As I was watching my buddy, Sam, poke his head into the kitchen through the cat door as he often does, I got to thinking about v-tools. Sam’s problem is also the problem of many v-tools: his bottom is too wide. In Sam’s case, too wide to follow his head through the cat door; in the case of a v-tool, too wide to follow the cutting edge deep into the groove.
Unless we get a bigger door, Sam is stuck. But not so with the v-tool; that we can fix. But what use is a v-tool anyway?
A v-tool certainly isn’t the first tool that comes to mind for bowl carving, but once the adze and axe are put away a v-tool can come in very handy, just as it does with various forms of relief or in-the-round carving. Above is just one example. I’m just about done now with this second exploration of the hen bowl design. In the photo, I was using the v-tool to remove the material in the sharp angle between the tail feathers.
And for the large letters on this just-finished maple bowl handle above, a v-tool works well to remove just the bulk of the central material before moving in with a knife. With harder woods, that initial excavation makes room for other tools and provides a release area for the chips. I use a similar approach for removing the bulk of the material in large triangular recesses like those of the necklaces I carve around some bowl rims (left).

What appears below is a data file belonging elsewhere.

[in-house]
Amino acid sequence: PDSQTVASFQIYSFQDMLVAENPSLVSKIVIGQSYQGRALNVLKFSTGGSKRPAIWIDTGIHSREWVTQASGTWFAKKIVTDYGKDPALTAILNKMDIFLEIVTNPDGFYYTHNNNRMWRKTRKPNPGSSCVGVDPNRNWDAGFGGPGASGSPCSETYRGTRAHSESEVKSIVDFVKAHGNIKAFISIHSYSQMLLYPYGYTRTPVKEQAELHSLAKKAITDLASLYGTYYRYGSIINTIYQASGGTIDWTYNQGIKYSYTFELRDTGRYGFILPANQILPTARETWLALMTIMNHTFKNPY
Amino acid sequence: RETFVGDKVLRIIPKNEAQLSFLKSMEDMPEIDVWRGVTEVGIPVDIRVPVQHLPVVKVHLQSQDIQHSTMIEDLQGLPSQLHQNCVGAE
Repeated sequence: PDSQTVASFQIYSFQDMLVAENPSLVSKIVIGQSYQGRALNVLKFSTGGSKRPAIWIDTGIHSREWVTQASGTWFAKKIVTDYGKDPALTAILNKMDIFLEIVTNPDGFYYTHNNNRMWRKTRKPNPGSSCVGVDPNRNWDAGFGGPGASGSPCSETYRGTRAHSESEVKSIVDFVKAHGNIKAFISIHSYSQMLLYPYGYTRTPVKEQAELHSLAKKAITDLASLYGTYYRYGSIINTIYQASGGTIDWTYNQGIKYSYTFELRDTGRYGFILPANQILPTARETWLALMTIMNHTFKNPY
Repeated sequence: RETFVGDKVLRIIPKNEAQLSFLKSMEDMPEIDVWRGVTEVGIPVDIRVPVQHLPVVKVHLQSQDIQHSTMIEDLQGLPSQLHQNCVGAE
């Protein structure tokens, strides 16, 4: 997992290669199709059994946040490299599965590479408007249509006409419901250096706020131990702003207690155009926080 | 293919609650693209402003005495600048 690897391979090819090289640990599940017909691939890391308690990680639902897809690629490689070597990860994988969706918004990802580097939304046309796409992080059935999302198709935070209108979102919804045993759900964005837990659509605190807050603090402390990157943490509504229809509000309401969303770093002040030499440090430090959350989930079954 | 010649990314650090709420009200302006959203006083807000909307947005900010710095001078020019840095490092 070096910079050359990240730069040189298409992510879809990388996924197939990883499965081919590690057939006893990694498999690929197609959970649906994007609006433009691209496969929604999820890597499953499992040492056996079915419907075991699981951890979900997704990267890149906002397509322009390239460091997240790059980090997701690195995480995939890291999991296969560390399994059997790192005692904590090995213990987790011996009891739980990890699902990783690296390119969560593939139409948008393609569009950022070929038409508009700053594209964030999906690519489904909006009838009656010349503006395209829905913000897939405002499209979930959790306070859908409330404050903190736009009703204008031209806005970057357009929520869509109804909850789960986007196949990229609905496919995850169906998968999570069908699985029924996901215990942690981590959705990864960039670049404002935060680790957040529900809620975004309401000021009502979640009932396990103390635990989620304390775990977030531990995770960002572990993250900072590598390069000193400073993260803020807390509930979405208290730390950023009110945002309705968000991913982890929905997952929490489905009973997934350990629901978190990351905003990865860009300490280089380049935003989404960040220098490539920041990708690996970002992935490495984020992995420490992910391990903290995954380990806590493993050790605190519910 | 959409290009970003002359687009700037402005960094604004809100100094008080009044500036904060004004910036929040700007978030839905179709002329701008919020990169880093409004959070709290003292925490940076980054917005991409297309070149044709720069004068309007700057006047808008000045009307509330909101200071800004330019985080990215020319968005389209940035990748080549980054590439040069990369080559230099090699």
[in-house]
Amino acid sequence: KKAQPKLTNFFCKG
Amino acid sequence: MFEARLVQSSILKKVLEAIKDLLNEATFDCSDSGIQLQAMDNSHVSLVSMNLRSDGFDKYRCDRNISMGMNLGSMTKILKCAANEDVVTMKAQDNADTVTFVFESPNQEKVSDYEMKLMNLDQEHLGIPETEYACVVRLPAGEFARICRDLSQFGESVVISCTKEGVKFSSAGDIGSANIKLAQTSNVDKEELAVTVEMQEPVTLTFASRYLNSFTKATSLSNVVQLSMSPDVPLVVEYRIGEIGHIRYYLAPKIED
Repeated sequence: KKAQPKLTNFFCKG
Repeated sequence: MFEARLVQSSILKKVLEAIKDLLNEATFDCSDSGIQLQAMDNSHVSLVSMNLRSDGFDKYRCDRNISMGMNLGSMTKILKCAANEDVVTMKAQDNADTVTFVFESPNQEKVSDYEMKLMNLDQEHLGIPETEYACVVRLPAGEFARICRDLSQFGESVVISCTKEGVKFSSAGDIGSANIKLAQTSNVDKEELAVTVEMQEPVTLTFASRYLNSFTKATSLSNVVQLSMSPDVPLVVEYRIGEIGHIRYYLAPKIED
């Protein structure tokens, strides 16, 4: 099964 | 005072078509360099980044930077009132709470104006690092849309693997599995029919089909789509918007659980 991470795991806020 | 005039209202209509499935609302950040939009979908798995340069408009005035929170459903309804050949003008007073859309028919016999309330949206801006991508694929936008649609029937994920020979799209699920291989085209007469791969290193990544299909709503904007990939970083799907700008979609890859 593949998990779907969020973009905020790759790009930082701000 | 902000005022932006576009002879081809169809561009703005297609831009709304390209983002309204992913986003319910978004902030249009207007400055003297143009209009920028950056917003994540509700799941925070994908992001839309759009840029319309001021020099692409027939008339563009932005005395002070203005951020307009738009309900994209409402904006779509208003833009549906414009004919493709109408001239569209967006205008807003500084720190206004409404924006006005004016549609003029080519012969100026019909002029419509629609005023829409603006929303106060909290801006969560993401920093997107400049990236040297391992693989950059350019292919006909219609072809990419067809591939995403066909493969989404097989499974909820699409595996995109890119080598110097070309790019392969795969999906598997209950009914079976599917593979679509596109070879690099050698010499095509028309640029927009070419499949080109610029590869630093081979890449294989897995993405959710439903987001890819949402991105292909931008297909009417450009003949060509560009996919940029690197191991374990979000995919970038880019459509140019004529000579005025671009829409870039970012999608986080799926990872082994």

The photos and captions below show the difference between a v-tool as it usually arrives new and how it can be ground and honed in a way that will make it much more responsive. Making that wide keel into a more sleek shape makes a lot of difference. Sam is envious.
This isn’t anything close to a full tutorial on sharpening a v-tool; I’ll try to do more along those lines in the future. I’ve got some carving to get back to now. Meanwhile, a great source on sharpening wood carving tools (and more) is Woodcarving Tools, Materials, and Equipment by Chris Pye. Chris Pye is the man, and I learned a lot from that book.